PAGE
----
I actually did this last night for a little bee I found on the patio. Just been down to check on the little fella this morning but sorry to say Eric didn't make it.
I know from others though that it does work, great advice op smile

CheungFun Sun 07-Jul-13 08:27:49

Cool! I will try this if I get the chance! We have lots of bees in our garden at the moment as our flowers are blooming smile

Burmillababe Sun 07-Jul-13 11:07:33

That's amazing, I have never heard of this before but I will make sure I do this!

HarderToKidnap Sun 07-Jul-13 11:13:04

EricA, surely, bees are almost always girls!

My mum did this all the time, thanks for reminding me OP!

LEMisdisappointed Sun 07-Jul-13 11:16:10

I am seeing so many poorly bees lately, much more than i used to - why is this? I also rescue bees

ElectricSheep Sun 07-Jul-13 11:17:33

I've got loads of clover on my lawn at the moment so can't mow it as there are loads and loads of bees in the clover. Ohhhhh dear!

HarderToKidnap Sun 07-Jul-13 11:19:38

They just get tired, literally work til they drop. They'll have been going mad in this hot weather.

I didn't know they could be saved, I saw two yesterday on their backs while out walking with DS. Will definitely try next time. Thanks!

Oldraver Sun 07-Jul-13 12:58:02

We've got Bumble Bee nests in our garden but havn't seen any dozy ones yet.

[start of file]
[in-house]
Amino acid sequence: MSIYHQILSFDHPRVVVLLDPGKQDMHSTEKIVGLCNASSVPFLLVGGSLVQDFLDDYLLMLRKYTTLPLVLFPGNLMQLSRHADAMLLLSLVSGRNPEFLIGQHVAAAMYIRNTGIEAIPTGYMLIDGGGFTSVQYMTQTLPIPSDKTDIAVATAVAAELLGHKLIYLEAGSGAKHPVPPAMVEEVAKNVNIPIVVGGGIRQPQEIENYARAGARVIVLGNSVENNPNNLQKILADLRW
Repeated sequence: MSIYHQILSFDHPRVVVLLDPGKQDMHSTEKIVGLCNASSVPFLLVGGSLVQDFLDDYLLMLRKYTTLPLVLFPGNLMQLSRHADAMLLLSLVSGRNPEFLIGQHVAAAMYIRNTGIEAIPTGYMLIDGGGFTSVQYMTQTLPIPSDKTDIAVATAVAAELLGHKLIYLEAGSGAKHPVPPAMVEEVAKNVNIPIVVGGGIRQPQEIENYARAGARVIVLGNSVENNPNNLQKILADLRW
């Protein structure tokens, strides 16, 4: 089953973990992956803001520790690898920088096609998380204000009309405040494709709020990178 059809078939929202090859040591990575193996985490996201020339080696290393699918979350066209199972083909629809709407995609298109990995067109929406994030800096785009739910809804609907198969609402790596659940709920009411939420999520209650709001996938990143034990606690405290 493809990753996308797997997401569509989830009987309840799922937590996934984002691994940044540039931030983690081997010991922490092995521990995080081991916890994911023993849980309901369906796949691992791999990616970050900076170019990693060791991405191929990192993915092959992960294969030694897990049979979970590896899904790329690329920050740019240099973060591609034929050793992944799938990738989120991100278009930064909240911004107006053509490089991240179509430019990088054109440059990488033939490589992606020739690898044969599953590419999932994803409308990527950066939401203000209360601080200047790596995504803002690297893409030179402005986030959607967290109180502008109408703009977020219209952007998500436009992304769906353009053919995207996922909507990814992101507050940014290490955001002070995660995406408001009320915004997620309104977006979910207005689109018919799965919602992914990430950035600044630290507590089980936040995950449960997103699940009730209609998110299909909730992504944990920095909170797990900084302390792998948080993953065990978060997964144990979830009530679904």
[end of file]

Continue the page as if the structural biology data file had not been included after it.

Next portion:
They do like to get tangled up in the washing though.

SoupDragon Sun 07-Jul-13 13:11:32

I've done this for years smile Sometimes I'll pick them a flower (this is how I get any bees out of the house if they won't fly out of the door/window)

Shame that won't work for spiders, Soup.

redwellybluewelly Sun 07-Jul-13 13:46:08

We are hosting a bumblebee nest in our eaves this year ans keep finding tired and worn out (and dead) bees all over our doorstep. Its marginally frustrating as its over the nursery window which stops us opening it.

Will try to help as many as possible!

D0oinMeCleanin Sun 07-Jul-13 13:50:52

We saved a bee last week. DD2 must have been learning about them at school because she came rushing in from the kitchen begging me to save it before it died of "flying into the window too much"

It wasn't limp or tired, just stupid. It kept flying into the window pane repeatedly trying to get through it.

We caught it on a feather duster and took it to the park to let it go near flowers. Dd2 was very pleased.

DonkeysDontRideBicycles Sun 07-Jul-13 13:51:31

That is a good idea OP.

TheMoonOnAStick Sun 07-Jul-13 13:53:16

Ooh I'll do that next time I see one. It's funny I notice bees all over lying about. I wonder why they keel overconfused

(I draw the line at mouth to mouth resuscitation thoughgrin)

ouryve Sun 07-Jul-13 13:53:55

I've seen lots of tired bees, this year. I'm usually away from home at the time - someone had attempted to revive one of them, by the look of it.

DS1 made a "bee cafe" at his B&Q class, today - a hanging basket full of flowering plants!

Bluecarrot Sun 07-Jul-13 13:59:56

Redwelly - you can by screen netting stuff to go over your window to stop bugs coming in smile